Tuesday, 29 June 2010

Quellung Reaction (Streptococcus pneumoniae)

Streptococcus pneumoniae = pneumococcus

Quellung Reaction

Around the turn of the century (1900) German physician and bacteriologist Friedrich Neufeld discovered that antibodies against specific pneumococcal capsular antigens could be produced and used for typing Streptococcus pneumoniae organisms. These antibodies, when bound to the cell wall antigen produced a clearing around each individual cell with the appearance of the capsule having swollen. The word “Quellung” is German for ‘swelling’ however this is a misnomer as the capsule does not swell but simply appears enlarged with the clear zone produced by the bound antibodies. The clearing is best visualized by using a stain to enhance contrast between the clear zone of bound antibody and the surrounding material. Methelyne Blue is commonly used as in the photo below.

A patient’s specimen, often sputa, cerebral spinal fluid (CSF) or colony isolate, is placed on a clean microscope slide and allowed to dry. A drop of Polyvalent(1) Quellung antisera is applied to the specimen/slide and mixed with a drop of methyene blue stain. A coverslip is place onto the mixture and allowed to incubate/react at room temperature for 15-20 minutes. (can be placed in a humidity chamber to prevent evaporation). The slide is then examined under the microscope for distinct clearing around the cells. One may have to search for a microscopic field which best shows the clearing. A distinct zone of clearing indicates a positive Quellung reaction and confirms the identification as Streptococcus pneumoniae.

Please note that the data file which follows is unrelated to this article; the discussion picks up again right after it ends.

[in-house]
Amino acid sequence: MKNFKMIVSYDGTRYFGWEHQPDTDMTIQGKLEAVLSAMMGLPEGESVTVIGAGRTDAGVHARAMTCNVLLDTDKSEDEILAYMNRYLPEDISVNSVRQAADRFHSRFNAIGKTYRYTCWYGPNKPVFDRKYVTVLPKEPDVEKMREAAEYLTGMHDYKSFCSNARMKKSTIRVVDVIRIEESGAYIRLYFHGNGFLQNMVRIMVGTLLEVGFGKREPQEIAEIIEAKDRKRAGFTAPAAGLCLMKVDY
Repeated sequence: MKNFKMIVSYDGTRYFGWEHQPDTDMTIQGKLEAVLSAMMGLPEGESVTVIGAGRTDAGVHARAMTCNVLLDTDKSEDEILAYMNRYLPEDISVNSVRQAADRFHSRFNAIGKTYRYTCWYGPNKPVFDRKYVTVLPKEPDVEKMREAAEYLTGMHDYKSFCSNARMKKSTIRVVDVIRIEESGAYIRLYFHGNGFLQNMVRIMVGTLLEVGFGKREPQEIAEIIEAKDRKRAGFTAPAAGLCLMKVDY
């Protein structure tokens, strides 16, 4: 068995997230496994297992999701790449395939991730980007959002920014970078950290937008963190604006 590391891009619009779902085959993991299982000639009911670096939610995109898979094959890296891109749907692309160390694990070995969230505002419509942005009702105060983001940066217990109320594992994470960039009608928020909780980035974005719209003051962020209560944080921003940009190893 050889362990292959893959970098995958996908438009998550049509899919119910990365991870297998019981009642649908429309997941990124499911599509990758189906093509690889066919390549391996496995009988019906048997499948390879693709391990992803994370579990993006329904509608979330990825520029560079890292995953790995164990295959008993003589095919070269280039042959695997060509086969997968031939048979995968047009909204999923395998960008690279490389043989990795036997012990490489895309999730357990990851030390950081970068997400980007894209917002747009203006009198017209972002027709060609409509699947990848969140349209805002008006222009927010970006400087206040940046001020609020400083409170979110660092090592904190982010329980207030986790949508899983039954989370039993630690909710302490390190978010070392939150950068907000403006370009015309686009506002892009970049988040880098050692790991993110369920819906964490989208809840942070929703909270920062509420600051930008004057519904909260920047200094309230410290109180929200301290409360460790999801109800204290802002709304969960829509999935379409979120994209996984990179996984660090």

The price of Quellung antisera has escalated in recent years (~$600/ml CND). A limited shelf life and prohibitive cost make its use rather restrictive. Molecular techniques may soon replace this classic test.

Specific antibodies can be produced against the capsular antigens of organisms from other genera that have capsules -eg. Klebsiella pneumoniae.

1) Polyvalent Antisera- contains all known serotypes to identify any pneumococcus. Specific or individual antisera can be employed for scientific study of individual serotypes.

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